Does guard hint the optimiser that this is the unlikely branch

For performance, the standard library seems to annotate branches with _slowPath(...) and _fastPath(...) to hint the optimiser which of the branches is the fast path. That then presumably tells LLVM how to lay out the code.

My question is, does guard someCondition else { ... } have the same effect as guard _slowPath(someCondition) else { ... } so implicitly gives a hint that this is the unlikely path?

Not today. I’d be reluctant to assume that, too; “guard” to me means that the condition must be satisfied for the rest of the function to make sense, but not necessarily that it’s the common case.

(IIRC, it’s also unclear how often _slowPath and _fastPath really make a difference, even in the standard library where such things can matter.)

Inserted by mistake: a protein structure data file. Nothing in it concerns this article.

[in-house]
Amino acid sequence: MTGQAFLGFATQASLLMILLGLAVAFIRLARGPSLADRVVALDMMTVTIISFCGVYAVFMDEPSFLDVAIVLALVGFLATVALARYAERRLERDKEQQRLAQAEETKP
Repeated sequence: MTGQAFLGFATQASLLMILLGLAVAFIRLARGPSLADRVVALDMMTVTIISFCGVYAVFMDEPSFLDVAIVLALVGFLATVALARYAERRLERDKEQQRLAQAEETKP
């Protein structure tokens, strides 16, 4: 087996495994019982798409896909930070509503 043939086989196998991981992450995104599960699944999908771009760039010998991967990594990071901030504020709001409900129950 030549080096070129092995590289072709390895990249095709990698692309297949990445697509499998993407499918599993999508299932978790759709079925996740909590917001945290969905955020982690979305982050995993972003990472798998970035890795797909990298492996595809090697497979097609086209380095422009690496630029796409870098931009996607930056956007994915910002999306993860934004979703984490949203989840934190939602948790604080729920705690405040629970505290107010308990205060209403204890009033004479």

They’re not “exposed” in the generated API docs, but you can use them today, and I have, and I did notice a small difference. Something like 2-3% if memory serves.

You can’t use them with if let, but we do have _onFastPath() which can work there. It would be nice to have an _onSlowPath(), too:

guard let value = anOptional else { _onSlowPath(); continue }

Of course you can do the same thing with _onFastPath() on the other branch…

(BTW, that isn’t a real example. The compiler would probably catch that; I ended up re-writing that algorithm entirely due to other changes in the project and didn’t bother to put optimiser hints in the new version… yet?)

Branch hints primarily affect instruction ordering in the generated assembly. Since guard is intended primarily for early-exit kinds of filters, it would make sense to me to hint the early-exit path so that it’s moved out-of-line and the happy path remains contiguous. If we aren’t already SILGen-ing guard blocks in that order to begin with, we should do that too.